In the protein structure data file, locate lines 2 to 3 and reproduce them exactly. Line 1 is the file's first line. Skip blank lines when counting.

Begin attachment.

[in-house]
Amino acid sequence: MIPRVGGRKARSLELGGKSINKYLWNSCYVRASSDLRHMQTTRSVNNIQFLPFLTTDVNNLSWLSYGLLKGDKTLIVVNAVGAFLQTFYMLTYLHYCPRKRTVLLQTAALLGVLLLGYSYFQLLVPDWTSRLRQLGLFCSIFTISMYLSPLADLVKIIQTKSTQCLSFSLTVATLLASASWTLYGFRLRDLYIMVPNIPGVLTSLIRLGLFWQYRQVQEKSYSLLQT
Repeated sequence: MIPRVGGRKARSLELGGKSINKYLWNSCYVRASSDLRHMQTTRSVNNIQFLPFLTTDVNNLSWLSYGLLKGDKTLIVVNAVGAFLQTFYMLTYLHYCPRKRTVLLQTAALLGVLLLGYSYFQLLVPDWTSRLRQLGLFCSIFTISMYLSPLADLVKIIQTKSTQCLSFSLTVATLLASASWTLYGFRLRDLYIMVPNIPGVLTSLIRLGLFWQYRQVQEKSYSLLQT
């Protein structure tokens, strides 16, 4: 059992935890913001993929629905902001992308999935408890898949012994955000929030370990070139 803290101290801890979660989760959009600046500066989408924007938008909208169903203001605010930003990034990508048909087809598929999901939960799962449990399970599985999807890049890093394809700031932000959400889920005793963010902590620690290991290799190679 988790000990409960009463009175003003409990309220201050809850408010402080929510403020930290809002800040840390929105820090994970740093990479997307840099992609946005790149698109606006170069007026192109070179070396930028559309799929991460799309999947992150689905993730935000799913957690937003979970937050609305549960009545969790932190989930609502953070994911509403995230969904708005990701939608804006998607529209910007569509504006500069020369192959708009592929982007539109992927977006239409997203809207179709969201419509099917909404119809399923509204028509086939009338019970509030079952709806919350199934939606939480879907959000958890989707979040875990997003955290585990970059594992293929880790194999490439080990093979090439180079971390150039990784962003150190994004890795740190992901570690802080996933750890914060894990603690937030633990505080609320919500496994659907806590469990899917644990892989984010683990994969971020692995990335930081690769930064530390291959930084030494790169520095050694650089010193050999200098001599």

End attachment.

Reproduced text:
Amino acid sequence: MIPRVGGRKARSLELGGKSINKYLWNSCYVRASSDLRHMQTTRSVNNIQFLPFLTTDVNNLSWLSYGLLKGDKTLIVVNAVGAFLQTFYMLTYLHYCPRKRTVLLQTAALLGVLLLGYSYFQLLVPDWTSRLRQLGLFCSIFTISMYLSPLADLVKIIQTKSTQCLSFSLTVATLLASASWTLYGFRLRDLYIMVPNIPGVLTSLIRLGLFWQYRQVQEKSYSLLQT
Repeated sequence: MIPRVGGRKARSLELGGKSINKYLWNSCYVRASSDLRHMQTTRSVNNIQFLPFLTTDVNNLSWLSYGLLKGDKTLIVVNAVGAFLQTFYMLTYLHYCPRKRTVLLQTAALLGVLLLGYSYFQLLVPDWTSRLRQLGLFCSIFTISMYLSPLADLVKIIQTKSTQCLSFSLTVATLLASASWTLYGFRLRDLYIMVPNIPGVLTSLIRLGLFWQYRQVQEKSYSLLQT